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4 Tips for Surviving Family Gatherings During the Holidays

4 tips for surviving holidays at family gatherings

Well, it has been quite a year since the election, hasn’t it? (Yeah, it was only a year ago. I can’t believe it either.) And you know what else is coming, whether we are ready or not? #theHolidays. And with that means running into the family you may not love a whole lot, but you have to love them because they are family.

So how do we do this without losing our minds? (It’s not easy, but here are some ideas.)

But even with all that strife and all these differences, it doesn’t mean we can’t have honest, intelligent, and civil dialogue. I’d say now, more than ever, it’s important to talk to our families about what’s happening in our country and ways we can be better.

But how do we do that? How do we press into that uncomfortable space of differences? How do we avoid World War III at the dinner table?

It starts with you choosing to be the peacemaker. And that is super unsexy. But Jesus did call peacemakers blessed. So why not try engaging in the #blessed life this holiday season.

Here are 4 tips for surviving your family gatherings during the holidays:

1. Set your intention before you walk into the space.

If you’re walking in with your fists up, ready to defend yourself, of course, your family is going to put up their dukes, too. Before you know it, you’re in a brawl of words (or maybe fists, too, depending on how expressive your family is).

Yes, you could be exactly what your family thinks you are: the crazy liberal who has too much to say/drink and is always trying to stir up trouble. Or you could flip the whole thing on its head.

You could be the one who is there for family and good food and good times (and good wine). If you choose to walk into that space with the intention of making it a positive interaction, a time of love and joy and all those holiday-ish things we say, everything can change. Your attitude can affect the atmosphere in the room, and by giving the benefit of the doubt to your loved ones from the get-go, you are more likely to have the grace you need for them.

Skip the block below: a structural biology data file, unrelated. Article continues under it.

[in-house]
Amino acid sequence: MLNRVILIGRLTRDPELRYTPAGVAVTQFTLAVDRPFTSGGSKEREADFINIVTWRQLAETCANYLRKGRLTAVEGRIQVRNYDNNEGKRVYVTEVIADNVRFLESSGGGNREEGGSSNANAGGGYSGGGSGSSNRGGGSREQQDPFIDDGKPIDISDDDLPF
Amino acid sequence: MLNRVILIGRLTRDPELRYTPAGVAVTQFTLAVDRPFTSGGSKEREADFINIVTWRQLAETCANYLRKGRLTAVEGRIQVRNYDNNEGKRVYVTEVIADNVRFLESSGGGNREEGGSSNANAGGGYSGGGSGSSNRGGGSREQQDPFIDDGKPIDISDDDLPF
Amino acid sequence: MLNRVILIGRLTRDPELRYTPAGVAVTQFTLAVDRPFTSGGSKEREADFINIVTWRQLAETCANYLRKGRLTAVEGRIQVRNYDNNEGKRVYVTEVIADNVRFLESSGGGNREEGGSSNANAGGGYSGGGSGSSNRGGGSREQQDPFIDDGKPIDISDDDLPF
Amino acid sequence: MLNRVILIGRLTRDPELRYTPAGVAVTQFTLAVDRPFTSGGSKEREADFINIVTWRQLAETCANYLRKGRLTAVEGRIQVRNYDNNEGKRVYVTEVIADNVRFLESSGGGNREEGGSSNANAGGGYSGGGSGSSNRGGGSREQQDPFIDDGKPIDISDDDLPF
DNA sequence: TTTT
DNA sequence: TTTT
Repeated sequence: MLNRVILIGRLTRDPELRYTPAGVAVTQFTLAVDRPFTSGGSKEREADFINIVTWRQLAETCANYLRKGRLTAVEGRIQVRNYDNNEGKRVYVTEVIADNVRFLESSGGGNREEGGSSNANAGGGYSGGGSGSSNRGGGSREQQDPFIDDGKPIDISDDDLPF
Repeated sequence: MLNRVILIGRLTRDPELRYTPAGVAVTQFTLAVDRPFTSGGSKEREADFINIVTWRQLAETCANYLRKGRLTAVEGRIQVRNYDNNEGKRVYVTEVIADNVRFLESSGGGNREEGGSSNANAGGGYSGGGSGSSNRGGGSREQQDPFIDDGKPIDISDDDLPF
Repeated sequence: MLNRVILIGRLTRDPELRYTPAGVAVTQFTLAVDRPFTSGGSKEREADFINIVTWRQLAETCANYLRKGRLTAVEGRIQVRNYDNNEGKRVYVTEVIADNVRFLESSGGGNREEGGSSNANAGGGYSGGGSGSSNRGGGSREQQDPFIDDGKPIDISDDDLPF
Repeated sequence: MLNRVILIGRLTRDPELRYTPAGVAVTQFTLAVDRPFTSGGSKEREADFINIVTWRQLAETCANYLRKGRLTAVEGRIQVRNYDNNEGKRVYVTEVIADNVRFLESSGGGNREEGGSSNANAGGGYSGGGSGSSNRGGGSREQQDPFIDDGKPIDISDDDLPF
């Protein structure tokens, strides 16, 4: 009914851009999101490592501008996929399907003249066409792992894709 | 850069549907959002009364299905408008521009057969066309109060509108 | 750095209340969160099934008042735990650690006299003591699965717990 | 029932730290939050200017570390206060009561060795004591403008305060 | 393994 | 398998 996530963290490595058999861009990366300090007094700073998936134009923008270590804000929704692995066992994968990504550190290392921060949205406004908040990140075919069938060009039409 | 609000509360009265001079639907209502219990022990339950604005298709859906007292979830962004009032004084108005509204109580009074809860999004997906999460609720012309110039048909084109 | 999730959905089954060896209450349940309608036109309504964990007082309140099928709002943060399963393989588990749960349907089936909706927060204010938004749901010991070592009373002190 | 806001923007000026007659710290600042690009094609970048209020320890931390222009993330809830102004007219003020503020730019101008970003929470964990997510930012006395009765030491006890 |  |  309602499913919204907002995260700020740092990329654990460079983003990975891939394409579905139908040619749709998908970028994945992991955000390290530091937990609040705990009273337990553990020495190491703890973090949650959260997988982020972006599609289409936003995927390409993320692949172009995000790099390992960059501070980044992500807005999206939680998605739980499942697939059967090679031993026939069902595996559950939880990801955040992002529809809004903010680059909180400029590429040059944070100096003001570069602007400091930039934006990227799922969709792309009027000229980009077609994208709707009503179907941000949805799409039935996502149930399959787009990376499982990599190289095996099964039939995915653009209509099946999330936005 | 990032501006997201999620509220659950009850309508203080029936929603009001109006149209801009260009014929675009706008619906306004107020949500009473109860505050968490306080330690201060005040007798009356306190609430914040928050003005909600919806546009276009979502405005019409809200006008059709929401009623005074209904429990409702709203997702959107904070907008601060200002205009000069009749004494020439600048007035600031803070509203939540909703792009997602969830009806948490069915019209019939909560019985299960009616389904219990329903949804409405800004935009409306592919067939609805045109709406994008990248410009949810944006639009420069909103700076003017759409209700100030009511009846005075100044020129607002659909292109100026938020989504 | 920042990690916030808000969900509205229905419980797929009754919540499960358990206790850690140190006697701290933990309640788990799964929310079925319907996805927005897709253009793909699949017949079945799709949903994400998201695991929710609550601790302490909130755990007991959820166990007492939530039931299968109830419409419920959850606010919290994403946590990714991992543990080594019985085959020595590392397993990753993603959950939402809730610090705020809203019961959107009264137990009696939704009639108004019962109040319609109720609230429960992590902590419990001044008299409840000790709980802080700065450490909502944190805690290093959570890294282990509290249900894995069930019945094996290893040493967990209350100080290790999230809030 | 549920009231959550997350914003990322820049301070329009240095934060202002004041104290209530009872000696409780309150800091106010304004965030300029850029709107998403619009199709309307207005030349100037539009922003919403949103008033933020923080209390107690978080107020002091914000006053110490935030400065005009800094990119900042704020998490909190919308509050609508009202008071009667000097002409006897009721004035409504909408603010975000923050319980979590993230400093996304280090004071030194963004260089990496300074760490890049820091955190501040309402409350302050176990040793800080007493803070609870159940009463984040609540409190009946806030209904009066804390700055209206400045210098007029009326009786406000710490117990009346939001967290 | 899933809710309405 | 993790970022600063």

Don’t go into it thinking you’re walking into a fight. Walk in with your hands open. Stay soft. Go in believing the best for the people you are with. If you give them the opportunity, it’s possible they can surprise you.

And as the day goes on, stick to your intention. Even if your family begins to go off the rails, saying the worst kinds of stuff, your intention is to love them well and to have a pleasant day. Let the shit fly, and don’t catch any of it.

2. Humanize everything.

It can be so easy to fire back and tell someone why they are wrong. Be it about guns, immigrants, LGBT issues, the circus that is our government, or even theological discussions; we love being right. But there is a way to have a conversation without telling someone they are flat-out wrong.

Start by asking a question. (I know, revolutionary idea, right?)

For example, say your somewhat racist uncle goes off about Black Lives Matter and how they are disrupting everything and should be quiet. Ask him how his black friends feel when he says something like that.

If your aunt goes on the rant about “the liberal gay agenda,” ask her how her LGBT friends feel when she talks about them in that manner.

If your cousin starts talking about “those Muslims,” ask them how their Muslim friends feel when they are unfairly characterized. 

If your parent says something about the election or making America great again, ask them how bad it was before and why they voted the way they did. 

See what I’m getting at?

We’re asking them about their beliefs and policies. And behind every personal policy, there needs to be a practical connection to a person.

Behind every personal policy, there needs to be a practical connection to a person. Click To Tweet

If we have a belief about something, we need to be engaging in those places and with those people. By asking your family about the people connected to their policies, it lovingly disarms their hate or disgust towards a group that they have unintentionally othered.

And I say “unintentionally” because I believe, most of the time, people aren’t trying to be outright racist or bigoted. Again, it’s that benefit of the doubt we need to have towards those we love.

This isn’t a way to shame them, or a tool to continually cut them down, but a way to genuinely engage with the hearts of our families. And if you are seeking that they be more open and to help change their minds, you have to go into with that in mind. Again, open hands, not fists, are needed.

3. Be ready to ask even more questions.

When people say things we feel are straight up foolish, it is easy to just write them off as idiots, bigots, racists, etc. However, it’s easy to dehumanize those who are different from us, and the way of Jesus, I think, asks us to see the humanity in them even if they can’t or refuse to see it in us.